What has the nation of your birth got to do with it? And, why shouldn’t you be proud of Scotland? Should we be ashamed of it? I wasnt born here but am Scots. My partner isnt Scots but will vote yes. Our children are growing up with 3 languages, including Gaelic. Scotland has a fascinating culture and history of which I am proud. Equally, I can go to the Basque Country, to Mexico, to Germany and other places and be equally fascinated.

    Internationalism only means something if you have something to take to the international table. And what kind of message is that giving others, “we love the various cultures of the world… but hate our own”. Surely, the kind of Scottish cringe that holds us back?

  4. Iain Baker says:

    I enjoyed the read Andrew. It was short and to the point as well.it was generally positive contribution to the debate on Independence and thus refreshing.

    My father was an Englishman and a shop steward. Indeed very left of centre in his politics but he embraced Scottish Independence and when I asked him about that his reply was

    “Scotland is my home now! I find my values are more in tune with those of the majority of Scots and not with the British Parties or what Labour has become! The propaganda churned out by Labour is a far cry from the reality of my experience of life in Scotland and my own dealings with Scottish Nationalists!

    He was of the view that as long as the Brit Tory Party had Scotland to rape then Parties in England with left of centre policy core and a progressive agenda would have nochance of winning without Scotland supplying basketload of Labour MPs. Balir only won because he pursued a right wing policy whilst labour in Scotland was kept in line by representatives who had ambitions for high office in London and didnt give a damn for those that voted for them!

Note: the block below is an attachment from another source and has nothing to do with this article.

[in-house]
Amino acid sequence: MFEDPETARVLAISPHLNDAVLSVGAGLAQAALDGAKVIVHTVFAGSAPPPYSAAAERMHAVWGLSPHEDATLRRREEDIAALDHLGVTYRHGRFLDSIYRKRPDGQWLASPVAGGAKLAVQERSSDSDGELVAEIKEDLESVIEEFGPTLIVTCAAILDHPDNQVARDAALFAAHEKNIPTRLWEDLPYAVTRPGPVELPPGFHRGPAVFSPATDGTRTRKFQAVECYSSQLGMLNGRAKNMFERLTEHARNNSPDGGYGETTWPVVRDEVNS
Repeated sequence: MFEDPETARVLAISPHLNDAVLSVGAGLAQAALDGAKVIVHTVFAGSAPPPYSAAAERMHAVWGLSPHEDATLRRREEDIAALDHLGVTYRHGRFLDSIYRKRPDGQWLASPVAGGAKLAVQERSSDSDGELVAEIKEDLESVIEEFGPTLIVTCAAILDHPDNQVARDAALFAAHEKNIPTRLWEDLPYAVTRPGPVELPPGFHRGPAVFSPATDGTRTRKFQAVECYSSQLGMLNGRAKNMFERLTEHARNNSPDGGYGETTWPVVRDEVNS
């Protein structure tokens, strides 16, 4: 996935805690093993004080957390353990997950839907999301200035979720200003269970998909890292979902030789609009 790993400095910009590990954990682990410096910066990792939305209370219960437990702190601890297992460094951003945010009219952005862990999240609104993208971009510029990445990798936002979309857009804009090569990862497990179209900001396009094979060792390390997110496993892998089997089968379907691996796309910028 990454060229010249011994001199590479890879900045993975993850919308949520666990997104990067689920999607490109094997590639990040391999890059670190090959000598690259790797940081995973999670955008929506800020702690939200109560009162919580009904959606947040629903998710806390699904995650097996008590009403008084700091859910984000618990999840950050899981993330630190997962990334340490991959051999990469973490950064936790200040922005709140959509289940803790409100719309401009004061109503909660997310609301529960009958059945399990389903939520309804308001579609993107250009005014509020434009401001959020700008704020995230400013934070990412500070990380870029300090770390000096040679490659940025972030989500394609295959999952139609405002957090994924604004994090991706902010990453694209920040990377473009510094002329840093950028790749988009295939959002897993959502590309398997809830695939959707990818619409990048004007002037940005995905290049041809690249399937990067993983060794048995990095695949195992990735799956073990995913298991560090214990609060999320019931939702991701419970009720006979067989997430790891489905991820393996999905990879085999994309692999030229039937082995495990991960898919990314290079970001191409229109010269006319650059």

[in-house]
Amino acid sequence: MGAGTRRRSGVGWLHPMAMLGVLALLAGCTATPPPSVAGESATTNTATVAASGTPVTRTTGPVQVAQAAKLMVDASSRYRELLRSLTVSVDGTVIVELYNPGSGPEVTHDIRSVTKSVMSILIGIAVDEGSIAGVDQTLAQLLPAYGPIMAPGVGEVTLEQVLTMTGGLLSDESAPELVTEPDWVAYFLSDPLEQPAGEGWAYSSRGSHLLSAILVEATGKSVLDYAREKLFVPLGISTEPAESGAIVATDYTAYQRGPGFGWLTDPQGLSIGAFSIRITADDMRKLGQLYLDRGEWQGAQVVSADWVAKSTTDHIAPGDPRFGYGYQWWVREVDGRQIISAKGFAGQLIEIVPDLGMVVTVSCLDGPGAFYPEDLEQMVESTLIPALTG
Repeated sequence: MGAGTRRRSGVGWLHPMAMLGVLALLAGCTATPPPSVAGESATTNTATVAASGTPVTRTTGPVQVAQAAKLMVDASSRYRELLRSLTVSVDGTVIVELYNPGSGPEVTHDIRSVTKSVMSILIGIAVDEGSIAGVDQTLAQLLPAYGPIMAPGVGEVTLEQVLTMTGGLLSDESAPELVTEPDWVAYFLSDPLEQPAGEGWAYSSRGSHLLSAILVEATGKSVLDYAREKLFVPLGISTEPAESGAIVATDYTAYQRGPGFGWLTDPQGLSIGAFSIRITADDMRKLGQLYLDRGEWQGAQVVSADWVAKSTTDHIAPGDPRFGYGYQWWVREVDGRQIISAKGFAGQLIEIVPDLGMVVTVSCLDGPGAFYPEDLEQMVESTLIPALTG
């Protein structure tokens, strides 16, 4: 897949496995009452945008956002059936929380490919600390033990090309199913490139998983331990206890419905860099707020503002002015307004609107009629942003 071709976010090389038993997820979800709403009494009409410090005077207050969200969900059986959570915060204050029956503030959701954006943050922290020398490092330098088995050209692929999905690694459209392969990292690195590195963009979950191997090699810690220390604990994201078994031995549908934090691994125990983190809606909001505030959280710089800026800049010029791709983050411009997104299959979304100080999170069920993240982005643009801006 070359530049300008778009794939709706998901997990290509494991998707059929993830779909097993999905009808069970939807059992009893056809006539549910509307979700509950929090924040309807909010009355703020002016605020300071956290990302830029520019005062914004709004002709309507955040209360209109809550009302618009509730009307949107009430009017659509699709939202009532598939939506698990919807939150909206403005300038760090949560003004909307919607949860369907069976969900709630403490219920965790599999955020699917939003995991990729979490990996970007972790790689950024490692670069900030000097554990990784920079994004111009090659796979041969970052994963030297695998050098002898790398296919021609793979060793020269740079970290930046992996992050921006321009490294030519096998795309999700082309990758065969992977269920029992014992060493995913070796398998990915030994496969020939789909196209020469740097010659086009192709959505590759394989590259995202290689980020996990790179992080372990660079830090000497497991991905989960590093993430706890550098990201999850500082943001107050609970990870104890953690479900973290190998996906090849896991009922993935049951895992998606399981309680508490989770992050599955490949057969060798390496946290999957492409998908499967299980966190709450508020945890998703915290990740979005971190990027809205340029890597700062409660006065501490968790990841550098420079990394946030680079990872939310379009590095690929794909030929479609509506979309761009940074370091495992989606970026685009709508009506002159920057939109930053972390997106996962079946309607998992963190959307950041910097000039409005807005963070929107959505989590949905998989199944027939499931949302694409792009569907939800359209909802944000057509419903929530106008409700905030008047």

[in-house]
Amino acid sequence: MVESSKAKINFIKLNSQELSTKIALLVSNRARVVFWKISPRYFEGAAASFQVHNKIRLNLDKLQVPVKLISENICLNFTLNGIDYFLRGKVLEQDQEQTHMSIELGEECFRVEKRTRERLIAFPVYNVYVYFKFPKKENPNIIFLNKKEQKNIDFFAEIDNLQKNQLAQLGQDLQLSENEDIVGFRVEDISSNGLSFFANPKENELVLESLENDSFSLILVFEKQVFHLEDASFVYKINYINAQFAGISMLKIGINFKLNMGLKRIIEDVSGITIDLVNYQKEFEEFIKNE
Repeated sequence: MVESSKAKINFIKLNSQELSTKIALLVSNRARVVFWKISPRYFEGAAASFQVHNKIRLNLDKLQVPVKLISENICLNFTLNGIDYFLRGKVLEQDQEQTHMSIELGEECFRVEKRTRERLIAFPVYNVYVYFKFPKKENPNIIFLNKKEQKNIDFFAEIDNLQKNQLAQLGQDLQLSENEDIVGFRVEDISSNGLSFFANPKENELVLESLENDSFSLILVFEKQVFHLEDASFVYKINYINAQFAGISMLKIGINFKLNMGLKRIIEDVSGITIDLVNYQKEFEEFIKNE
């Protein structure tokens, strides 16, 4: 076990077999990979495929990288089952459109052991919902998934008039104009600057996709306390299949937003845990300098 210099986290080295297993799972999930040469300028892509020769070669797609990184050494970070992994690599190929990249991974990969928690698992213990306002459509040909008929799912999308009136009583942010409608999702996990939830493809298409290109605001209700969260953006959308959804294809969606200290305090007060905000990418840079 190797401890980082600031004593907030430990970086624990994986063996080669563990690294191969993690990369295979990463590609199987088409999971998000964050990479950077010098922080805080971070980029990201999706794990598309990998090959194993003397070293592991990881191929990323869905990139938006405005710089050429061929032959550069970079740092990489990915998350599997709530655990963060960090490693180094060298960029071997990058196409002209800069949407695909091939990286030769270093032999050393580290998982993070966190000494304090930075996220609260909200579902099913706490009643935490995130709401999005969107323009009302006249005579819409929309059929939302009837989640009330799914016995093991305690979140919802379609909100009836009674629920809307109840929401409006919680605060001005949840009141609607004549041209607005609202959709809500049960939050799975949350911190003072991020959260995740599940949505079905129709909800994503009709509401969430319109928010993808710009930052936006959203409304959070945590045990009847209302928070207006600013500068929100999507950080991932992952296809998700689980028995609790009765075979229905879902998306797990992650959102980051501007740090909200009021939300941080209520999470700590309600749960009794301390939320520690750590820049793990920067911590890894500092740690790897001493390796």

Scottish Independene would be liberating for both Scotland and England as the UK Tory establishment would no longer have the resources to offer tax cuts and other goodies to the Tory Shires! and suburbs!”

  5. john ferguson says:

    I consider nationalism as being free to think and do what you like (within the law), to say “I can do this or that without being told to know your place or who do you think you are. A nation to be proud of is a nation that cares for it’s people and where it’s people care for it, where everyones opinion counts. Such a land can only exist if the people want it enough I know I do.

  6. Peter A Bell says:

    I find the idea of being proud of my nationality faintly ridiculous. It is not any kind of achievement. Pride is simply not appropriate But I have absolutely no problem calling myself a nationalist. Probably because my concept of nationalism is more to do with people than place. It is a matter of pragmatism, not patriotism.

    It is about good government. And I hold that good government is that which is no more distant from the governed than is consistent with adequate performance of its function. Good government must be close enough to the governed to be informed by their priorities, standards, attitudes and aspirations.

    Which is not to say that nations are unimportant. We cannot sensibly dismiss or deny something that is such a ubiquitous and potent component of individual identity. At base, nations are no more than convenient socio-political units. They may be contrivances, but they are the largest socio-political entities with which people identify at a subconscious level. If nothing else does, that alone makes them important.

    It is not nations that are potentially problematic, but the manner in which people identify with them. The problems arise when the nation is conceived in terms of shared characteristics rather than a shared commitment. There are no problems if we embrace Ernest Renan’s definition of the nation as the choice, affirmed in a “daily plebiscite”, of a group of people to share a place and a common sense of past and purpose.